Bright and Sunny: The Sun Room

One of the most common things people said to us when we bought the house was, “What are you guys going to do with that back room?”  They were referencing an addition to the back of the original house from probably the 60s or 70s.  They took what used to be a covered walkway connecting the kitchen to the garage and enclosed it and built it out to be a family room.  It acquired several nicknames quickly:  “the dungeon”, “the smoking room”, and “the paneling room” to name a few.  It is the largest room of the house with wood paneling walls, acoustical tile ceiling, and green mosaic linoleum flooring.  The paneling seemed to have a dark ring of smoke, nicotine, and who knows what else around the top.

A neighbor told us this is where the last owner spent most of her time because it has a ton of natural light and looks out to the side and back yards.  Besides, it has a lot of room and is right off of the kitchen and dining rooms.  Here are the before pictures:  (check out the gas log fireplace and the old gas heater in the wall)


We knew we wanted the room to be light and airy with neutral colors.  Since the floor in this room was lower than the rest of the house, we figured we could do something interesting with the ceiling.  We wanted to have a coffered ceiling like the one in the picture here, but we needed a less expensive alternative.

We decided the alternative was to get sheets of plank board and trim it out in rectangles to get a similar look of a coffered ceiling.  We also added just a few recessed lights just because–and by “we”, we mean we came up with the design and the contractors put it up!

We had originally planned on putting the plank board right on top of the acoustical tile.  However, when the fans were taken down, we found out that there was no insulation in the ceiling!   SURPRISE!  So then the plan was changed to take down the acoustical tile, and insulate!  And FYI we did have it tested for Asbestos, and it was negative! Here’s the mess after the acoustic tiles were torn down!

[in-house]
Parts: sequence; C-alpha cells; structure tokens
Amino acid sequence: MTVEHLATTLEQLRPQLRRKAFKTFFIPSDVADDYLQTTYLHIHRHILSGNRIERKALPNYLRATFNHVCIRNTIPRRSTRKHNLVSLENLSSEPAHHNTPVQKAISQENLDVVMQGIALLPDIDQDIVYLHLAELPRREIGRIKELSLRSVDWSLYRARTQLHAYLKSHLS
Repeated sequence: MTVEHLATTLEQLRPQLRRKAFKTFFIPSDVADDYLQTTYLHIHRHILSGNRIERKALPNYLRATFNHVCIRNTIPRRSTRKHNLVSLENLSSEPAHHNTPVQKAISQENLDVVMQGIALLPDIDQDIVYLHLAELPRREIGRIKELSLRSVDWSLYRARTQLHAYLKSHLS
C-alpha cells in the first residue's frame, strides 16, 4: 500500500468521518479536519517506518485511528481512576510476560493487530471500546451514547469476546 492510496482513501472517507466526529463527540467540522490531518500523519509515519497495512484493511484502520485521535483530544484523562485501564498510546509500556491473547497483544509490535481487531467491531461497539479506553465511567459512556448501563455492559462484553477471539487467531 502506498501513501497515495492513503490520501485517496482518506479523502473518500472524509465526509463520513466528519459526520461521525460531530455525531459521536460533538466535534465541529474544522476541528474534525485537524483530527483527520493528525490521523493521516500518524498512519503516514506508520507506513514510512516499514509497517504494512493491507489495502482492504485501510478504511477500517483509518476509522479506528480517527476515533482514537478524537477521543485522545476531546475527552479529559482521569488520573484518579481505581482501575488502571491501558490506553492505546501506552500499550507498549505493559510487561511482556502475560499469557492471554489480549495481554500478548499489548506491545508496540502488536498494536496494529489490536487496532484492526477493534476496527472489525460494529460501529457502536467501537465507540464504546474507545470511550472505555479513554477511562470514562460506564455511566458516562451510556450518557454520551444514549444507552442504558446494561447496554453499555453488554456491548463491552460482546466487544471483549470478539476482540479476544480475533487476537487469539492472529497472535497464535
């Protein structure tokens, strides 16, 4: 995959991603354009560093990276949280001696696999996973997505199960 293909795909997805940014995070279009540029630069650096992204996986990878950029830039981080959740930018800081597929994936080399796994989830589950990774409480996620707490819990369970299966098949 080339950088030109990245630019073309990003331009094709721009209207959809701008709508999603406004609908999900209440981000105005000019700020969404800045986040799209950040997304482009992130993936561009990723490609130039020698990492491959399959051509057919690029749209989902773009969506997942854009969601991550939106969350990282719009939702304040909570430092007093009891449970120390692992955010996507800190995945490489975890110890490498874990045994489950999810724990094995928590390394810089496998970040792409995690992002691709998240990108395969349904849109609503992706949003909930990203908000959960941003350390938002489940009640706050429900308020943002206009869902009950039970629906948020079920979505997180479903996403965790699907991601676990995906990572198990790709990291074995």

For the floor, we decided to go with charcoal gray 2’x1′ rectangular tiles in a 1/3 pattern (you may recognize these from the master bathroom) laid in the direction that would make the room feel wider.  Here was pin on Pinterest that reinforced what we wanted!

The fireplace was pretty basic with NO character so we wanted to make it more substantial since it is the focal point of the room.  This is the pin we used for inspiration!

We were originally going to tile around the fireplace insert, but we decided that with the wood trim, the granite hearth, and the ceramic floor, it would be too much!  Then we decided we would paint the brick, but once the trim and everything was in place, we liked it as is–AND that meant less painting for us!

We instinctively knew this is where we would spend most of our time as previous owners had, so we wanted to have a TV mounted above the fireplace.  Our contractors took care of placing the brackets and they also wired it to have an electrical outlet and HDMI connection (brilliant!).  Here is a look at the renovation in progress.

For the walls, we had a couple of options–keep the paneling (yuck!), paint the paneling, or replace it with drywall.  The drywall would have been the most expensive route so we looked up methods on painting wood paneling and it was a bit daunting.  We tried to sand and prime it, but the primer just scratched right off (we used Kilz 2).  We talked to an employee at Lowe’s and he directed us to a great primer to use (Zinsser Bulls Eye 1-2-3) and told us the Kilz was the worst primer they had!  Great!  No sanding was needed and this new primer went up with ease.  We painted a large section white to see how it would look.  As it turns out, we didn’t like the look at all because you could see every gap between each sheet of paneling and to fill and smooth out those places would have been extremely labor intensive!

Finally, we thought of covering the paneling with grasscloth wallpaper.  We knew we really liked the look because it was textural and neutral.  All we had to do was prime and paint the walls and the grasscloth was ready to go up.

Next we also replaced all of the windows in the room.  Two were old single pane crank windows, and the other 2 in the room were relatively “new” vinyl windows with a “wood” finish.   So we called Jon at Gilkey Windows, and he took care of us!  We can’t say enough good things about them, if you need windows, siding, gutters, etc., call Jon, he’s the best.